The United States remains the top country to which people wish to migrate, to the tune of approximately 150 million still to this day. As a brand, “America” has been wildly successful for a large portion (if not all) of its existence. The drive to succeed and do so in the United States is so great, many of the country’s greatest business endeavors were started by immigrants and their children, in disproportionate numbers to those who are multi-generational natives in the country. Even after the recent restrictions on citizens’ freedoms, such as the Patriot Act, NDAA, and the like, people throughout the world continue to scramble to come to “The Shining City on a Hill,” legally or otherwise.
At issue is the schizophrenic nature of the American psyche, where those who “get in” are often xenophobic to those who have not immigrated yet or who make it and are “different.” This has led to highly-restrictive immigration laws, forcing people into hiding and relying on their traffickers for their well-being. These restrictive movement regulations are not unique to the United States, either. Because human traffickers work in the black market, which is not the most trustworthy state to have a business, many hopeful immigrants are taken advantage of by said traffickers. To put things into a nutshell, lack of free movement has led directly to modern slavery.
The market has a demand for fresh labor in developed societies such as the United States, Western Europe, and Japan, not only because the economies are expansive in nature, but mainly due to aging of the populations endemic to those regions. Such aging not only takes workers out of the economy, but also strains the social welfare net foisted upon the populace by the government. There are but a few solutions to such a problem: either people start having more children (and quickly), people don’t ever retire and work until they die, more automation of every facet of life occurs, or free movement of possible immigrants is allowed. The first option does not appear to be viable without coercion. The second is more distasteful — not all of the elderly can work their whole life. Automation is happening apace, but such takes time, advances in technology, and capital.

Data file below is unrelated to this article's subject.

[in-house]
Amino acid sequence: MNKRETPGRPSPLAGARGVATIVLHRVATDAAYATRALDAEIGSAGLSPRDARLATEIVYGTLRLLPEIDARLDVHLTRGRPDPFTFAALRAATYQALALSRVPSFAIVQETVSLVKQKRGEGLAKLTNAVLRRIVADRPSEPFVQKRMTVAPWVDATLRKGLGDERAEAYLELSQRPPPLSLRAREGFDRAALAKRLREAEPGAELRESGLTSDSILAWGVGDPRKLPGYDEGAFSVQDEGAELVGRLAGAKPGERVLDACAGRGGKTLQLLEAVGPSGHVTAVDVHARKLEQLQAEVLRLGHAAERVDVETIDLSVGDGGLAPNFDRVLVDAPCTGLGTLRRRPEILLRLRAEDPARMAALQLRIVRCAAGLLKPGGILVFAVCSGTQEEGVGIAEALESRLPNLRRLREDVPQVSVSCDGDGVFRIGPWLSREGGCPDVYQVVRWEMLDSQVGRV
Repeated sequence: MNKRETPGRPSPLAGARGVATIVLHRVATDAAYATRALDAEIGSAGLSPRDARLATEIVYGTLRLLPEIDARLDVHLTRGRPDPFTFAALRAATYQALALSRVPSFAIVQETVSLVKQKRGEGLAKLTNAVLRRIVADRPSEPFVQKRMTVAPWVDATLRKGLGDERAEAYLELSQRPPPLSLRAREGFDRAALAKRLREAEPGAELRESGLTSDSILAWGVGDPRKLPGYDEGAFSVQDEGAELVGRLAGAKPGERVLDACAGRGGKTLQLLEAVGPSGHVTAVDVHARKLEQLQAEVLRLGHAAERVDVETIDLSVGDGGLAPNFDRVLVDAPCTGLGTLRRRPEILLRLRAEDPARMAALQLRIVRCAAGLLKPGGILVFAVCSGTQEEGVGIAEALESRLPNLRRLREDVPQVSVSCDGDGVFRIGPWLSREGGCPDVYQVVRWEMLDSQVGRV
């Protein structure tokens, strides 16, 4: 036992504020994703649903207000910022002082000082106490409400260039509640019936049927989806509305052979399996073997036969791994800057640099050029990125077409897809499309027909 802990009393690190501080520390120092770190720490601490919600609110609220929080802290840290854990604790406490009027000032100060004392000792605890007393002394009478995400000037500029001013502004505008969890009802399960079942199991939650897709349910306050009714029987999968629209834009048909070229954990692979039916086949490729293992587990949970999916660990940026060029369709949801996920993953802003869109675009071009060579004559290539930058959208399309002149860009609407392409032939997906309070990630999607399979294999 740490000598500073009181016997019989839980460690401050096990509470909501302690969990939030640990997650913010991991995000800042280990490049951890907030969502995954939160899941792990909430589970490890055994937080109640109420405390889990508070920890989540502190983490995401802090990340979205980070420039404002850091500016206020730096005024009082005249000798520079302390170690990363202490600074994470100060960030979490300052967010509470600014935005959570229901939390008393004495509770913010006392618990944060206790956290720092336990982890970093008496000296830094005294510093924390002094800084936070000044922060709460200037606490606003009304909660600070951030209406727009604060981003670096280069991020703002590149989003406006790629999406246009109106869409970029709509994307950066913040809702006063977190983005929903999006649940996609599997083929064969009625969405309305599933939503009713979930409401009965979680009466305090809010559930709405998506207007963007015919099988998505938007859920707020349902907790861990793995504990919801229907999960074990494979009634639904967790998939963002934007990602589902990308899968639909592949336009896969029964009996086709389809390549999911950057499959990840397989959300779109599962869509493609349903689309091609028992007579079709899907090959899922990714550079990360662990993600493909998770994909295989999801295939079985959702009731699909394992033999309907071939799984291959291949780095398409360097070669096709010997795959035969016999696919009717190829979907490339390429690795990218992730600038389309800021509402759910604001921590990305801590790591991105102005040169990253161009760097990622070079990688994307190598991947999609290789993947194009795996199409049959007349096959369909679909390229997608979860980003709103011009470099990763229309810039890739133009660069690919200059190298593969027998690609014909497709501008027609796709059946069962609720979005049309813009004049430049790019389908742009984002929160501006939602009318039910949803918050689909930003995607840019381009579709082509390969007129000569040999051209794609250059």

It seems almost nonsensical to turn down the simplest of solutions — actual willing laborers who only wish to increase their standard of living. Hackneyed partial solutions, like those currently being debated in the United States Congress, are arbitrary in nature, when a more substantive overhaul is badly needed.
The heavy-handed approach by the federal government of the United States is, per the norm, clumsy at best. Other solutions, predicated on the free market and “social enterprises“, work at the local level, based upon local needs. This approach is the most reasonable, as it allows for immigrants to voluntarily take part in the betterment of both themselves and their adopted communities.
Until such reforms are made to reverse the current immigration policy, which is contrary to the natural right of free movement, we will continue to hear of cases where the usage of modern chattel occurs, including in the United States, to the tune of tens of millions of individuals at any one point.
Instead, we are left with the typical scare-tactic rhetoric of reactionaries and panderers hoping to rope new dependents for the state and voters for their cause. “Amnesty” is half-hearted and only a temporary fix. The better solution is true immigration reform that makes it easier for individuals to voluntarily move, based on need or inclination. Free movement is the most rational and moral take on immigration possible, and will obviate the need for traffickers and the ilk, just as the revocation of 18th Amendment of the United States Constitution led to the withering of the Mafia in that country.